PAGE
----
I’d look for things to remain somewhat even-keeled until we see if the market will allow the Fed to raise any more this year.

They’re between a rock and a hard spot next week for the FOMC because it’s great to have a bubbly stock market and repatriation of Apple dough from the Tax Reform sounds good – and sure, let’s clean off the balance sheet at all…

But, how long in all this money flood back to the US before some foreign bank bites the big one and sets off the Global Panic?  We shall see.


While waiting for the industrial production and utilization report things were slightly red.

I look for the market to be somewhat down – toward the close.

Meantime, we see the old Dow record 26,616 and change is STILL 350-points from a new high by our 55-day mark.

As of this morning, though, the odds of another year of upside are about even.  The risk the Crash repeats right here, right now is 52.5% using my incredibly convoluted way of thinking.

What could drive it?


You should keep tabs on the story about how the US is now, for the first time, blaming the Russians for attacks on the US power grid.

We wouldn’t be surprised to see some REAL Russian hacker prowess demonstrated in response.  A kind of “No, if we had, it would feel like this…” from Putski et al.  Telling you, having worked with Ukrainian contract programmers, you’d be hard-pressed to find better in Seattle, for example.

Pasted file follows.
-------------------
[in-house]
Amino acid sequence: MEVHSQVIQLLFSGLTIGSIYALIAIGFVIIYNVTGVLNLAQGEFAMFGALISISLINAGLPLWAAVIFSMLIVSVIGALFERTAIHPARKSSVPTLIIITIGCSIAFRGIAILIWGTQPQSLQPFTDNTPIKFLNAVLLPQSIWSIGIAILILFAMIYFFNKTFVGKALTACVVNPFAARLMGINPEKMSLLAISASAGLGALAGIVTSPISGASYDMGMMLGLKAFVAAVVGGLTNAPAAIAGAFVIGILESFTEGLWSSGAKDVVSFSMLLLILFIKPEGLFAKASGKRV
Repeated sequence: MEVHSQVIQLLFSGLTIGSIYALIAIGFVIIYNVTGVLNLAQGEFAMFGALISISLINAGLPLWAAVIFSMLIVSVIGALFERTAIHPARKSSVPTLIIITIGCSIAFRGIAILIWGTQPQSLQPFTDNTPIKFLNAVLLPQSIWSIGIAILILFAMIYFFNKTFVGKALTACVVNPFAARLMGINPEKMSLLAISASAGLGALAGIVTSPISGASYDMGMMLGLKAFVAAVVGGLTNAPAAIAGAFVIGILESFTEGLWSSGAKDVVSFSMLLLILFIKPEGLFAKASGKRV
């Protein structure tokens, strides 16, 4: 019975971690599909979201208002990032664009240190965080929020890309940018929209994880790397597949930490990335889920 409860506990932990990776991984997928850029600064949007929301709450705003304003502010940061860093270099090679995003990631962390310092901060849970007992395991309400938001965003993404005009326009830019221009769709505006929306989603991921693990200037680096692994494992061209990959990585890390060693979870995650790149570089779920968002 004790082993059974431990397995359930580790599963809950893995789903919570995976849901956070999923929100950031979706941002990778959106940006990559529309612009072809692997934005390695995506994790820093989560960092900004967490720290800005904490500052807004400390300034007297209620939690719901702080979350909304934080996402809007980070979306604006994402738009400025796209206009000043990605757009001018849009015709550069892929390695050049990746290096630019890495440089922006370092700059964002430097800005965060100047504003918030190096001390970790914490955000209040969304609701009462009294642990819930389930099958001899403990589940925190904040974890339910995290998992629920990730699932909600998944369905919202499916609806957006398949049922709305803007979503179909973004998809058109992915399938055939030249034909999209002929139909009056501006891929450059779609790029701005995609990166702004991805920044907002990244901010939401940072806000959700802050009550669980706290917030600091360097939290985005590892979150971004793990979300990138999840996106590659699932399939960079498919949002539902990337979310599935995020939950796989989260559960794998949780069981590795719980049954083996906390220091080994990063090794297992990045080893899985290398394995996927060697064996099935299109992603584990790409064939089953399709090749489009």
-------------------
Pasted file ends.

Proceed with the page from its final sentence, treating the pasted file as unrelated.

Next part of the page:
They aren’t “good” – they’re awesome and not to be trifled with.

Sometimes, I think the whole pseudo-battle over Ukraine was less about the warm water port than about software HR…Eastern Europe (Poland east) is hot with grand programmers.

Oh, sure, and Chinese spoofing the ruskies, too.  Plausible de-what-ability?

More at Feds: Russian Hackers Are Attacking U.S. Power Plants.

I checked with our source warhammer – a former oak leafy type  – who’s active in this area:

No surprise here.  It’s been a poorly kept secret that much of America’s critical internet-based infrastructure has been compromised since the get-go.

I was involved in a meeting back in 2000 in which the National Security Agency expressed concern that systems once analog, which had network tech overlaid upon them (e.g. power and water distribution systems), had exploitable flaws which were totally unknown.  The rub was how to identify those security flaws.  Essentially, the answer is to pay hackers to find them.

Russia, China, the Norks and Israel all seem to have done precisely this.  In effect, the Internet boom of the 90s was a modern equivalent of a Trojan Horse.  We’ve since fully embraced an initially non-secure technology, trying to overlay security on top when it should have been baked-in in the first place.  But adding security made networking difficult, less marketable.  So we fully accepted pumping out innovation with exploitable flaws.  Sadly, history shows there is a  price to be paid for such narrow-mindedness.

I fully believe Putin could turn elements of American infrastructure dark with the proverbial flip of a switch.  That is quite dramatic, so instead, the mere threat of doing so provides negotiating power.

This is the anvil hanging over technology’s head.  It is not as secure as we hope and are often led to believe.”

And when comes to “bit-measuring” contests between Trump and Putin, let’s just say those could be a stormy sessions.

Speaking of Which

See the George Nader story in the Sacto Bee.  They headline “Mueller witness is convicted pedophile with shadowy past.”